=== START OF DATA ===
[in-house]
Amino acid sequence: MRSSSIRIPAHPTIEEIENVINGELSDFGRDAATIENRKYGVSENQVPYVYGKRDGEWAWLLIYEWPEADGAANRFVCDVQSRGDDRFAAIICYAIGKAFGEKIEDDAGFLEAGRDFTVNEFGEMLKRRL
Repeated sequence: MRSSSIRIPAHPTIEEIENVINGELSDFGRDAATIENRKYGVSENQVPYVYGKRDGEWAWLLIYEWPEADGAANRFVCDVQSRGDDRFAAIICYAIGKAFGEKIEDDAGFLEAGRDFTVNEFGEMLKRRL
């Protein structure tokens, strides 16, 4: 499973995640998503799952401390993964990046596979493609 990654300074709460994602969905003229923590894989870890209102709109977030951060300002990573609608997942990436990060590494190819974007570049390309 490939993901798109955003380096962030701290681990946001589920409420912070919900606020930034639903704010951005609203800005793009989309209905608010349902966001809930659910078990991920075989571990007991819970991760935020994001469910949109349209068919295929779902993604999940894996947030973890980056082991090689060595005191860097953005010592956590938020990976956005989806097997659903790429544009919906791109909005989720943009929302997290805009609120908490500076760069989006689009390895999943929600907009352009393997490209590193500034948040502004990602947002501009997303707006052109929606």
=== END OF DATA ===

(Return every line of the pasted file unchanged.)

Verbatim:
[in-house]
Amino acid sequence: MRSSSIRIPAHPTIEEIENVINGELSDFGRDAATIENRKYGVSENQVPYVYGKRDGEWAWLLIYEWPEADGAANRFVCDVQSRGDDRFAAIICYAIGKAFGEKIEDDAGFLEAGRDFTVNEFGEMLKRRL
Repeated sequence: MRSSSIRIPAHPTIEEIENVINGELSDFGRDAATIENRKYGVSENQVPYVYGKRDGEWAWLLIYEWPEADGAANRFVCDVQSRGDDRFAAIICYAIGKAFGEKIEDDAGFLEAGRDFTVNEFGEMLKRRL
């Protein structure tokens, strides 16, 4: 499973995640998503799952401390993964990046596979493609 990654300074709460994602969905003229923590894989870890209102709109977030951060300002990573609608997942990436990060590494190819974007570049390309 490939993901798109955003380096962030701290681990946001589920409420912070919900606020930034639903704010951005609203800005793009989309209905608010349902966001809930659910078990991920075989571990007991819970991760935020994001469910949109349209068919295929779902993604999940894996947030973890980056082991090689060595005191860097953005010592956590938020990976956005989806097997659903790429544009919906791109909005989720943009929302997290805009609120908490500076760069989006689009390895999943929600907009352009393997490209590193500034948040502004990602947002501009997303707006052109929606």